Feature: Chinese doctors deliver message of hope to Tunisian patients

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MEDENINE, Tunisia, Aug. 12 (Xinhua) — Wrapping up a 30-hour shift and ready to head for her dormitory, Yu Lamei, a Chinese obstetrician, bumped into a Tunisian woman with two babies in her arms.

Travelling all the way from her town to Tunisia’s Medenine Habib Bourguiba Regional Hospital, the unexpected visitor, Hasna, was here again to express gratitude to Yu for saving her babies and herself.

Seven months ago, Yu delivered the twins, a boy and a girl, in an emergent cesarean section when Hasna was sent to hospital for early water breaking.

“I named my girl Lamia, which just sounds like your name, Lamei. I wish she could be a doctor when she grows up, saving lives as you do,” Hasna told Yu.

Yu is one of the 30 professionals of the 23rd batch of Chinese medical workers sent to this North African country. Under the one-year program, the specialists, including internists, surgeons, obstetrician-gynecologists, radiologists and acupuncturists, were assigned to four hospitals located in the most remote and under-developed parts of Tunisia.

In sharp contrast with the hustle and bustle of patients in the public hospitals, there are not adequate qualified medical workers and equipment to match.

Teaming up with a few dozens of local doctors, Yu, along with her five Chinese colleagues, provides medical services in Habib Bourguiba Regional Hospital, the largest in the southeastern coastal governorate of Medenine and one of those built by the Chinese.

“Unlike in China, here we must be responsible for all the stages of each case, from ultrasound scan to wound suturing to recovery. Meanwhile, Chinese obstetricians are on call 24/7 in case of emergencies,” Yu told Xinhua in an exclusive interview.

Chinese doctors dispatched to Tunisia work more than 80 hours per week on average. Some of them even rely on sleeping pills to free themselves from insomnia linked to long-time intense work.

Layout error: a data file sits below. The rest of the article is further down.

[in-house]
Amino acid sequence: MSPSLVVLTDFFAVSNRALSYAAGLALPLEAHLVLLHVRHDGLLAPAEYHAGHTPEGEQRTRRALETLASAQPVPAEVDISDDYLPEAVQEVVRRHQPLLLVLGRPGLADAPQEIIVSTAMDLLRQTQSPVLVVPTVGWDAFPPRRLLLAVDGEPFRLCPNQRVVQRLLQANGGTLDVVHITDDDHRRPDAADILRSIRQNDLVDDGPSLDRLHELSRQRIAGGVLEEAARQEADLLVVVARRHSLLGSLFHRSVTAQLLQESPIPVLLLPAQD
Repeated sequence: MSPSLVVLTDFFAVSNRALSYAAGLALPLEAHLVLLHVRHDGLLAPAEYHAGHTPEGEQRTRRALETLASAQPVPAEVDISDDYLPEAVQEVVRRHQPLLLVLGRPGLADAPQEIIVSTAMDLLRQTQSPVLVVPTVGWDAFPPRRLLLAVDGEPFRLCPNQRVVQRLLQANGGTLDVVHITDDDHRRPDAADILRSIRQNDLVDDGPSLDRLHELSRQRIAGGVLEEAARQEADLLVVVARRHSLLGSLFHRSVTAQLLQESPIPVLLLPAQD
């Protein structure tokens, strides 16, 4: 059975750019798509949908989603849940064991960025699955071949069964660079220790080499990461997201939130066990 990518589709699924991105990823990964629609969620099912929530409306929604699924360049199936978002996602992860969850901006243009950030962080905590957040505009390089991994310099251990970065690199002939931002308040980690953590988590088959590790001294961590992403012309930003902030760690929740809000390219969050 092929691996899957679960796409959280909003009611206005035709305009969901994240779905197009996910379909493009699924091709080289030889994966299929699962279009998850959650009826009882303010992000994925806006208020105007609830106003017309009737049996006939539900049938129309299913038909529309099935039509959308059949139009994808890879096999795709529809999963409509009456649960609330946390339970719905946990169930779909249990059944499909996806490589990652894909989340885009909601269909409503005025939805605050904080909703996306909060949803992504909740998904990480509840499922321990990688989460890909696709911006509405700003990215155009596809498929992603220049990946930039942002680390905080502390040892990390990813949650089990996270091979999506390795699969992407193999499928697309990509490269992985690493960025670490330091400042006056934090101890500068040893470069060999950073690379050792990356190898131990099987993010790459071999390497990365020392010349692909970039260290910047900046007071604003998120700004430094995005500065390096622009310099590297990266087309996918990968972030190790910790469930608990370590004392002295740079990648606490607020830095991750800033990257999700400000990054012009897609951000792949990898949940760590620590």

“But I won’t complain,” said Xiao Ailan, another obstetrician working with Yu. “This is what I do and I love my job. The first crying of each and every baby I delivered with my hands is the best cure for all the tiredness.”

Working as the only radiologist in the hospital and covering nearly all shifts, Yao Hongliang has still managed to prepare notes and give lectures about radiology, which has been a great help to his Tunisian colleagues in daily diagnosis and treatment.

“We may leave here in about three months. But I think it’s our duty to pass on knowledge and experience which can stay for long,” Yao said.

Since dispatching the first batch of Chinese medical workers to Tunisia in 1973, China has been striving to respond to both urgent and long-term needs of this Mediterranean country’s health system, including sending over 1,000 doctors, building hospitals and clinics, and training local health personnel.

“I would describe the Chinese doctors as noble, outstanding and diligent, as they have done an excellent job and helped us a lot with their professionalism,” said Taleb Temtem, head of Medenine Habib Bourguiba Regional Hospital.

“They have also brought Tunisian patients hopes of receiving better health services in this country,” he added.

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